Pension Communication across Countries


In the Netherlands, Italy, and many other countries, recent reforms have made automatic mandatory pension saving less generous. The responsibility to guarantee an adequate standard of living has partly been shifted to individuals. Individuals have to make their own decisions on, for example, supplementary pension savings or on how to invest their DC pension assets.
Making pension related decisions in a way that is in the individuals’ own best interest is not an easy task. It requires forward looking behavior under uncertainty. Studies in many countries have shown that the large majority lacks pension awareness. Many individuals are not interested in pension decisions or lack the skills and information to make adequate decisions. There are several ways to assist individuals in making the right decisions. First, by structuring the actual choice set. Pension products should be as transparent as possible and inferior products or choice opportunities should not be offered. Second, by structuring the choice process. Context, timing, defaults, stepwise decisions, etc. are demonstrated to have large effects on the ultimate choice outcomes. Third, pension communication affects both involvement and the ability to make good decisions. The current proposal focuses on the latter. What are the experiences in other countries with pension communication, and what are the lessons that the Netherlands can learn from that? We focus on comparing Italy and the Netherlands but also consider several other countries such as Germany, Sweden and the United Kingdom.


Pension communication can have many different forms and involve different parties. In many countries with a public pension system, annual pension overviews are provided by the responsible government institution (such as the Social Security Administration in the US). See, for example, Kritzer and Smith (2016) for a comparison of the public pension statements in the US, Canada and Sweden. They also discuss how the effectiveness of the statements is evaluated. The effectiveness of the statements is judged in subjective terms of understanding the content of the statement. Whether the statements helps people to prepare better for retirement by making better pension related decisions is less clear.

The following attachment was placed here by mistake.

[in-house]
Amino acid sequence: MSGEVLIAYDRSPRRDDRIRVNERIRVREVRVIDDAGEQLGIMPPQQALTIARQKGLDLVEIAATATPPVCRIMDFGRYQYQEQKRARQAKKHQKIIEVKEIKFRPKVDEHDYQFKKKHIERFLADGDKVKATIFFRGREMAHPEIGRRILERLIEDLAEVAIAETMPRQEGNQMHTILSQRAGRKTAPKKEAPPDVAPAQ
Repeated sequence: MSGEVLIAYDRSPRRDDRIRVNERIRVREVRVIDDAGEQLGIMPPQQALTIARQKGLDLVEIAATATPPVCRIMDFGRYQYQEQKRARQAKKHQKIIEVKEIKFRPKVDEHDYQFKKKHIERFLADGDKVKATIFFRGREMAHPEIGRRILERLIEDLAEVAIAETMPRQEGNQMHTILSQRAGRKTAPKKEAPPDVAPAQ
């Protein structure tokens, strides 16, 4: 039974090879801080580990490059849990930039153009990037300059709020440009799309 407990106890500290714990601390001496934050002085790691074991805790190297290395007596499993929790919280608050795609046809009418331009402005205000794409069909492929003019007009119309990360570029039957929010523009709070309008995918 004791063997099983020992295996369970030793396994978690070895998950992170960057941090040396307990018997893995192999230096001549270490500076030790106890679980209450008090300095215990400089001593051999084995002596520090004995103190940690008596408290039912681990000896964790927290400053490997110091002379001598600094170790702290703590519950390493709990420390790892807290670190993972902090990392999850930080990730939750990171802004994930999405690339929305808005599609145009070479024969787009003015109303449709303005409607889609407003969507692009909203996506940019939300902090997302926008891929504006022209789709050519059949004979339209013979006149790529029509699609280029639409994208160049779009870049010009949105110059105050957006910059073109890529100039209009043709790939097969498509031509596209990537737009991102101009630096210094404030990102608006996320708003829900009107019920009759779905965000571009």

In Italy, INPS launched the orange letter “La Mia Pensione” in 2015. With this letter, similar to the Swedish “Orange Envelope,” Italian workers are informed about the entity of their future pension, under different scenarios of GDP growth. The hope is that in Italy, where pension knowledge is still far from being rooted in the wealth management over the life cycle, this launch can have a huge positive impact on the economic behavior of people who become better informed about their income benefits after retirement. Following the life cycle model, people facing a pension lower than that expected before receiving the letter, would increase their private savings. In a project funded by INPS, Giacomo de Giorgi (NEW York Fed) plans to analyze whether this is indeed the case.

An example of pension communication linked to a reform rather than a periodic overview is the Italian communication campaign launched by the Italian government in order to stimulate the transfer of the severance pay that employees get when they retire into a pension fund (Gallo et al., 2016). This is inspired by the Italian pension reforms that have made first pillar pensions much less generous (Fornero and Monticone, 2011).

Atkinson et al. (2012) give an elaborate overview of pension communication campaigns in OECD countries related to pension reforms. They conclude that there is huge variety in the targets of the campaigns, the type of campaign, and the way in which the effectiveness of the campaign is evaluated. They also argue that the organizers of the campaigns and their evaluation hardly look at other countries and potentially could learn much more from each other.